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Maria Clara Macrì's nude bedroom photographs
Allison, Los AngelesPhotography Maria Clara Macrì

Intimate and serene photographs of women, nude in their bedrooms

Photographer Maria Clara Macrì travelled across the world to capture women at ease and in their safe spaces

Born and raised in Italy, Maria Clara Macrì began to travel the world to meet women from other cultures who, crossing her “lonely path and destiny”, would be willing to take part in her photography projects.

Since 2018, the photographer has been restlessly looking for destinations that could grant her the chance to encounter her next subject. Whether it was Milan or Paris, New York or Los Angeles, what mattered to Macrì was to be able to fully grasp and visually express the complex and intense nature of femininity today.

Focusing on the evolving visual portrayal of the female universe, the photographer’s latest project, In Her Room, explores the relationship between empathy, intimacy, and the contemporary representation of women. Macrì chose to capture her subjects within their own bedrooms, seeing each of those rooms as a safe space where women can experiment with, and discover, their identity for the very first time. 

The result is a series of nudes that – featuring girls from all cultures and walks of life – reflects women’s uniqueness. Entirely shot on film, In Her Rooms will soon become a book.

Below, we speak with Maria Clara Macrì about the importance of countering the mainstream representation of women, the phenomenon of female migration, and the relevance that In Her Rooms has for everyone going through social isolation.

“I could see how each of those women had something that resonated with me. Somehow, they were all reflections of myself” – Maria Clara Macrì

In Her Rooms was shot by yourself all around the world and it features girls coming from all sorts of countries, backgrounds, and ethnicities. What did you want to capture in those rooms?

Maria Clara Macrì: At the beginning of this adventure, I wanted to find the new woman, the woman of the millennium, the one that is striving for freedom just standing for the right to be exactly who she wants to be. I was looking for women that are uninterested in having a marketable value, women that do not recognise themselves in the stereotyped, sexualised images that mainstream media force onto us. I was looking for women that, for these exact reasons, are willing to write a new chapter in the history of humanity.

Going from one room to the other, I realised that my work was also capturing a new kind of relationship, namely the relationship between women and their domestic space. A relationship that, despite conserving an ancestral nature, is no longer determined by historical traditions or gender stereotypes, but brand-new.

Throughout the project, I came to understand that my subjects were showing me what binds us, women from across the world, to one another. Working with them, I could see how each of those women had something that resonated with me. Somehow, they were all reflections of myself. Every time I would meet one of my subjects, I would become more aware of who I am, losing and finding myself again while entering those rooms. Shooting this series enabled me to capture the seeds of a revolution and the fruits are soon to be blossoming.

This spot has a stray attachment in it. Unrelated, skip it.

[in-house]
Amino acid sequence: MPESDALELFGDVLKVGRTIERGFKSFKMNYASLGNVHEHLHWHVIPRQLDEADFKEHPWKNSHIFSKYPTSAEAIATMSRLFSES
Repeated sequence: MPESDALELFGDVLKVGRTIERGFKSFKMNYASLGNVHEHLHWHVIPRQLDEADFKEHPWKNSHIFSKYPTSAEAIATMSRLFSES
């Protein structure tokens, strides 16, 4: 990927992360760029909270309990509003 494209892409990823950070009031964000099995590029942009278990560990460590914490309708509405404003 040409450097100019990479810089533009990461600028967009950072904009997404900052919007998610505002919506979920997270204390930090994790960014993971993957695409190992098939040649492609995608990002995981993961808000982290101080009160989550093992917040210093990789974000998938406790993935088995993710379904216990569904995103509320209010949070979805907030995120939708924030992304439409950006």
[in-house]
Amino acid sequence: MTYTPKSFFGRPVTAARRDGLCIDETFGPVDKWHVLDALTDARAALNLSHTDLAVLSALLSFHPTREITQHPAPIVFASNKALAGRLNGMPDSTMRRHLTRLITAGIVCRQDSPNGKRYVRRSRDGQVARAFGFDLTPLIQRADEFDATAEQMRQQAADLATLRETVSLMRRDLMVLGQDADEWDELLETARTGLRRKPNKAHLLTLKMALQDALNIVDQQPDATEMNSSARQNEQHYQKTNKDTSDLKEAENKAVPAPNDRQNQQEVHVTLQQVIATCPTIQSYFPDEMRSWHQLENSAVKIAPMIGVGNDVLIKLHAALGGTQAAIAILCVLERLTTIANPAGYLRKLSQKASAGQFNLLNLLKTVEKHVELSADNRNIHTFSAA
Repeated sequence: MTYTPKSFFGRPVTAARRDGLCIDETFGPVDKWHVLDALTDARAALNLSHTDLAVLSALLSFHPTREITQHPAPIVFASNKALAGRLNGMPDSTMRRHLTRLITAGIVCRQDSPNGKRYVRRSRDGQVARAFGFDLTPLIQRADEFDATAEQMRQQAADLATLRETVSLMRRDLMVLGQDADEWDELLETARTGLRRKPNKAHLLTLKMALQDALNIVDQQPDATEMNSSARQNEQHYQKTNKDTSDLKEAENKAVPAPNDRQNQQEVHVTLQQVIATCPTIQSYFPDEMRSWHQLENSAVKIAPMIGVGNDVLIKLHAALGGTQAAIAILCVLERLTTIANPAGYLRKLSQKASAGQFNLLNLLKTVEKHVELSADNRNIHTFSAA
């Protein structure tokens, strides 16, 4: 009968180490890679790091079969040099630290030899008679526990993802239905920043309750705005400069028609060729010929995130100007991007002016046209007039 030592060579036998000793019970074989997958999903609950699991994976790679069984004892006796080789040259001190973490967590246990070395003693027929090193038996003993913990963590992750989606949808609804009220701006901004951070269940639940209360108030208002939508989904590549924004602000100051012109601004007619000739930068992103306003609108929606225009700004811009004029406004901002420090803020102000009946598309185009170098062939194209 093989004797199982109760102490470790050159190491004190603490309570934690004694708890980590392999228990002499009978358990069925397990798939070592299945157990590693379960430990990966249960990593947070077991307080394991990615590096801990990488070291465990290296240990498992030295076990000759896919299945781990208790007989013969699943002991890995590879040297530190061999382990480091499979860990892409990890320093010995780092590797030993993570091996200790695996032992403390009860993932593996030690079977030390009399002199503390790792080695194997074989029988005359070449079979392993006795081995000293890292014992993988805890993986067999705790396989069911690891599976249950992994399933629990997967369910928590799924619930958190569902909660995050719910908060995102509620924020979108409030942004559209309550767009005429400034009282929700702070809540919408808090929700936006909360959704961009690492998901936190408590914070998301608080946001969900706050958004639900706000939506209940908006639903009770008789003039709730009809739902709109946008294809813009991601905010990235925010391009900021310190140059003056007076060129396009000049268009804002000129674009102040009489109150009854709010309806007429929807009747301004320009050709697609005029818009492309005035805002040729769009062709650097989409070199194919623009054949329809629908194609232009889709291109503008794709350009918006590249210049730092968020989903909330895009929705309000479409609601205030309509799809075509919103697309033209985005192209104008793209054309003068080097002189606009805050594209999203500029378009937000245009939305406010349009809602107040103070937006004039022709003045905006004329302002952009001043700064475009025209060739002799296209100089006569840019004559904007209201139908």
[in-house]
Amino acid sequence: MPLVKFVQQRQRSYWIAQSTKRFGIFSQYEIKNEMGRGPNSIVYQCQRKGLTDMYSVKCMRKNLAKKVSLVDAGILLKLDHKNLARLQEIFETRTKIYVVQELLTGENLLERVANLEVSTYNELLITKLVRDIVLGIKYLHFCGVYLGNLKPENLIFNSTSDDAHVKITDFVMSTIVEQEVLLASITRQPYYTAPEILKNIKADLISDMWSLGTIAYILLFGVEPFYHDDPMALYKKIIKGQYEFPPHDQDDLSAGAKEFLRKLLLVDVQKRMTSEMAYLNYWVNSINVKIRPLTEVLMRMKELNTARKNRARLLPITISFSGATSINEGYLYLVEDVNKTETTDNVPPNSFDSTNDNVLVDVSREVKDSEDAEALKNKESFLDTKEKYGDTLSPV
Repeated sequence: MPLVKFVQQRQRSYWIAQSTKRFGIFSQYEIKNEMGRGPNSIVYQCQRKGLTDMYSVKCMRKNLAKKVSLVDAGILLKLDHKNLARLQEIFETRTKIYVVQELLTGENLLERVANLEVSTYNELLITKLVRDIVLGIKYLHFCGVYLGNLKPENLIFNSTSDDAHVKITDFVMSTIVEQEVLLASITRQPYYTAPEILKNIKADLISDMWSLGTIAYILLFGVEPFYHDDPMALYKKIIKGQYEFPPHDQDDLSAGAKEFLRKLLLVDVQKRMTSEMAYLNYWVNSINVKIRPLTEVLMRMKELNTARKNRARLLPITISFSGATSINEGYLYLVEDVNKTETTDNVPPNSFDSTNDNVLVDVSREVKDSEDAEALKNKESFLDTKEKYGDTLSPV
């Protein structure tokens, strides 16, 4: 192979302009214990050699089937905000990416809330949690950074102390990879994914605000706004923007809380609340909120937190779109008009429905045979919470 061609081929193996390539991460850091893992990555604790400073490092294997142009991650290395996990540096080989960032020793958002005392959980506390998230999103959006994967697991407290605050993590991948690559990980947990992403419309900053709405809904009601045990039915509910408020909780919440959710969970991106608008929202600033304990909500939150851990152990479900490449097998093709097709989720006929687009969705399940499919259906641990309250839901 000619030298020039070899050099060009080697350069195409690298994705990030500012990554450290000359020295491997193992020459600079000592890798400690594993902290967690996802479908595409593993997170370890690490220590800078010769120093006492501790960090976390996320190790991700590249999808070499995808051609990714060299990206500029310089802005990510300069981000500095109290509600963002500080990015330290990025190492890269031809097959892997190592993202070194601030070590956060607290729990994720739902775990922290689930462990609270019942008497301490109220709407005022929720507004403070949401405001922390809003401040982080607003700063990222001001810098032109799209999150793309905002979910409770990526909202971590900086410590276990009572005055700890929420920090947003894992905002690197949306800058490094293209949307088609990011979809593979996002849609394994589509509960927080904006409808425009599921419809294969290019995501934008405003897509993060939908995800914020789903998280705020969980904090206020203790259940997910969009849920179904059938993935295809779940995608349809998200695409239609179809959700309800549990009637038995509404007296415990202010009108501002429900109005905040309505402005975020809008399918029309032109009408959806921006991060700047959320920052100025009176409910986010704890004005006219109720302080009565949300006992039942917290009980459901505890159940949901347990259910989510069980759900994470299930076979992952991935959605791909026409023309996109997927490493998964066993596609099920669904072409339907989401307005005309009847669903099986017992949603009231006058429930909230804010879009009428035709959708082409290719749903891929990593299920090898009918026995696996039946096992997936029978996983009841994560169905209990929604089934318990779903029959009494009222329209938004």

Where does In Her Rooms stand in relation to today’s mainstream representation of womanhood? And is there a specific reason why you chose female nudes over other ways of representing women?

Maria Clara Macrì: Although today the diverse faces of womanhood are being more often recognised and represented in the media, the mainstream conception of women’s image is still dominated by sexualising and objectifying portrayals of the female body. I believe this to be strictly linked to the mentality that lies behind the production of such images, which is largely subordinate to the logic of marketing and profit. In Her Rooms has recently attracted more attention, and I think that that is because the goal of this series was not to sell a product. The project was not inspired by a personal economic gain but by the empathy and solidarity I felt towards all women in the world. The series was born by the passion I put into strongly believing that it is time to finally witness the liberation of women’s bodies and identities. In Her Rooms is a cultural experiment where women are photographed not to please the market, but to raise public awareness of the beauty that characterises every human being.

You identify as queer and non-binary. Has your portrayal of women in this series been shaped by any specific queer values? Could you give us some concrete examples of how that’s reflected in the series?

Maria Clara Macrì: Queer means above all inclusion, respect of each other’s differences, and freedom. This is the perspective, the lens through which I observe the world, that is also the perspective I used to shoot In Her Rooms. Given that I define myself as queer not only because of my sexual orientation but especially for my personal way of being – which is reflected in each one of my projects – I believe In Her Rooms and all women I portrayed to be just as queer as I am.

You’ve mentioned that most of the girls featured in your project weren’t born in the cities where you’ve met them. Did the shared experience of moving cities help you feel at ease while interacting with the girls you photographed?